Well, that tells us something important: either whatever’s making up 98% of the mass of the Universe isn’t stars, or our understanding of gravitation is wrong. Let’s take a look at the first option, because we have a lot of data there.
There could be lots of other things out there besides stars that make up the mass of galaxies and clusters, including:
- clumps of non-luminous matter like planets, moons, moonlets, asteroids, iceballs, etc.,
- neutral and ionized interstellar gas, dust, and plasma,
- black holes,
- stellar remnants like white dwarfs and neutron stars
- and very dim stars or dwarf stars.
The thing is, we’ve measured the abundance of these objects and — in fact — the total amount of normal (i.e., made of protons, neutrons and electrons) matter in the Universe from a variety of independent lines, including the abundance of the light elements, the cosmic microwave background, the large scale structure of the Universe, and from astrophysical surveys. We’ve even tightly constrained the contribution of neutrinos; here’s what we’ve learned.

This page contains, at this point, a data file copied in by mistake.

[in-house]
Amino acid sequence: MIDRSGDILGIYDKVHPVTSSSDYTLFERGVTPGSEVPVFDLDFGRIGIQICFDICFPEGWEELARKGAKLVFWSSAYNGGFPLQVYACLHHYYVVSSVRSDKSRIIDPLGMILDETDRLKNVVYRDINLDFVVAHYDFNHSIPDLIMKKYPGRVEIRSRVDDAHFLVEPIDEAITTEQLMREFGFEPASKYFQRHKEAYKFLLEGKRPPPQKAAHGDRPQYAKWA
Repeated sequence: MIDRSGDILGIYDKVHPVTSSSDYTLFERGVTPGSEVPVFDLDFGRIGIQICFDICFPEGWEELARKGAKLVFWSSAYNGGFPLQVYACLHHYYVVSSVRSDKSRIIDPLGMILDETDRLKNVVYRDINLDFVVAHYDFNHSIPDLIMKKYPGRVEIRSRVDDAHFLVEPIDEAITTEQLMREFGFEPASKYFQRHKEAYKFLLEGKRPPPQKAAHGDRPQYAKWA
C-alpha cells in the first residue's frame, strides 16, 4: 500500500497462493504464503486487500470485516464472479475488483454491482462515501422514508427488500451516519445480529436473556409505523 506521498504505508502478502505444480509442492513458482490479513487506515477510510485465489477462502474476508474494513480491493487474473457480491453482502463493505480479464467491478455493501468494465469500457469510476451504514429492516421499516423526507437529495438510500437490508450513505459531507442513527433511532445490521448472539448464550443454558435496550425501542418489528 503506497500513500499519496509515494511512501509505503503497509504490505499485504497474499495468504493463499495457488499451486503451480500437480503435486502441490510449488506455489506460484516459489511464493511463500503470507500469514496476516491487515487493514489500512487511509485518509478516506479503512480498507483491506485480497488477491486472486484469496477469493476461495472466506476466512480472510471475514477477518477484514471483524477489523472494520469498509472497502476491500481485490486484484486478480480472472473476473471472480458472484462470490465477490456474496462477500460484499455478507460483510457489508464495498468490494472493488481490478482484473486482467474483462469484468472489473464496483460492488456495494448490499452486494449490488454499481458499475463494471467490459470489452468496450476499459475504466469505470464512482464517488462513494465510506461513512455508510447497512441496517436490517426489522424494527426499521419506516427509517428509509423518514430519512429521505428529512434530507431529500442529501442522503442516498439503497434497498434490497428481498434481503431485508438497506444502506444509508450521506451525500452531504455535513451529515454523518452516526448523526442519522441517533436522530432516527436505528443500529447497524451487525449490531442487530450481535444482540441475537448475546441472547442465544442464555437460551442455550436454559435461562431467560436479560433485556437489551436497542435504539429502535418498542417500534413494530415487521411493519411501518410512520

About 15-16% of the total amount of matter in the Universe is made up of protons, neutrons and electrons, the majority of which is in interstellar (or intergalactic) gas and plasma. There’s maybe about another 1% in the form of neutrinos, and the rest must be some type of mass that’s not made up of any particles present in the Standard Model.
That’s the dark matter problem. But it’s possible that postulating some unseen, new form of matter isn’t the solution, but that the laws of gravity on the largest scales are simply wrong. Let me walk you through a brief history of the dark matter problem, and what we’ve learned about it as time has gone on.